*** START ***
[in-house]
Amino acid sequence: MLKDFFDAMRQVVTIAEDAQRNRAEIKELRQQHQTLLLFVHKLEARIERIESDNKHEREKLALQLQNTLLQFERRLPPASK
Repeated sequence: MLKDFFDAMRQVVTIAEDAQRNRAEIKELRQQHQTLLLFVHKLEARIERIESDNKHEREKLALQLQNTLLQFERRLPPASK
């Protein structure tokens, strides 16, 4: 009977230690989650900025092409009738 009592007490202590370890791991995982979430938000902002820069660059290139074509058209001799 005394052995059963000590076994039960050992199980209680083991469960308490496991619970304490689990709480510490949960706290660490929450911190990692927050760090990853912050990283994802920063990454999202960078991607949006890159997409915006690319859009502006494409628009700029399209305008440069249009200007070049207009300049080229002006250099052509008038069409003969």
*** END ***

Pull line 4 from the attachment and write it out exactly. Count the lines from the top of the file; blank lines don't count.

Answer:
């Protein structure tokens, strides 16, 4: 009977230690989650900025092409009738 009592007490202590370890791991995982979430938000902002820069660059290139074509058209001799 005394052995059963000590076994039960050992199980209680083991469960308490496991619970304490689990709480510490949960706290660490929450911190990692927050760090990853912050990283994802920063990454999202960078991607949006890159997409915006690319859009502006494409628009700029399209305008440069249009200007070049207009300049080229002006250099052509008038069409003969």